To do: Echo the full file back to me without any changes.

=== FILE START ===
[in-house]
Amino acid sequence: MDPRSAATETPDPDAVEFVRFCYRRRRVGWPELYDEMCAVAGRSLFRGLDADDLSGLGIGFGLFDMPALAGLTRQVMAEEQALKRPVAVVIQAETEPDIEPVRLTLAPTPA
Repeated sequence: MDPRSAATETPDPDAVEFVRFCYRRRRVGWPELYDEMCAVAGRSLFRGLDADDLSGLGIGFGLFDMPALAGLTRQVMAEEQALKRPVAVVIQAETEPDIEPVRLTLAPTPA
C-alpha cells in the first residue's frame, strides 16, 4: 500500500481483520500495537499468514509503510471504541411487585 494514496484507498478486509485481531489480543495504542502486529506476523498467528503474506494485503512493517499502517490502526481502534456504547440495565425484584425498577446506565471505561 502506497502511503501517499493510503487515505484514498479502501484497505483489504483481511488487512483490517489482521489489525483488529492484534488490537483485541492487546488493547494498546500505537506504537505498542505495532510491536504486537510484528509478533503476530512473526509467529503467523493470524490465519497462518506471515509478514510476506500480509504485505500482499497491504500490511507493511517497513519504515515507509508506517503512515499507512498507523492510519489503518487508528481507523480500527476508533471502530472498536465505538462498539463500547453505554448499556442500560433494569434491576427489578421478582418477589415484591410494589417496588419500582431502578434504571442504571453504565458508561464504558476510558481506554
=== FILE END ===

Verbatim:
[in-house]
Amino acid sequence: MDPRSAATETPDPDAVEFVRFCYRRRRVGWPELYDEMCAVAGRSLFRGLDADDLSGLGIGFGLFDMPALAGLTRQVMAEEQALKRPVAVVIQAETEPDIEPVRLTLAPTPA
Repeated sequence: MDPRSAATETPDPDAVEFVRFCYRRRRVGWPELYDEMCAVAGRSLFRGLDADDLSGLGIGFGLFDMPALAGLTRQVMAEEQALKRPVAVVIQAETEPDIEPVRLTLAPTPA
C-alpha cells in the first residue's frame, strides 16, 4: 500500500481483520500495537499468514509503510471504541411487585 494514496484507498478486509485481531489480543495504542502486529506476523498467528503474506494485503512493517499502517490502526481502534456504547440495565425484584425498577446506565471505561 502506497502511503501517499493510503487515505484514498479502501484497505483489504483481511488487512483490517489482521489489525483488529492484534488490537483485541492487546488493547494498546500505537506504537505498542505495532510491536504486537510484528509478533503476530512473526509467529503467523493470524490465519497462518506471515509478514510476506500480509504485505500482499497491504500490511507493511517497513519504515515507509508506517503512515499507512498507523492510519489503518487508528481507523480500527476508533471502530472498536465505538462498539463500547453505554448499556442500560433494569434491576427489578421478582418477589415484591410494589417496588419500582431502578434504571442504571453504565458508561464504558476510558481506554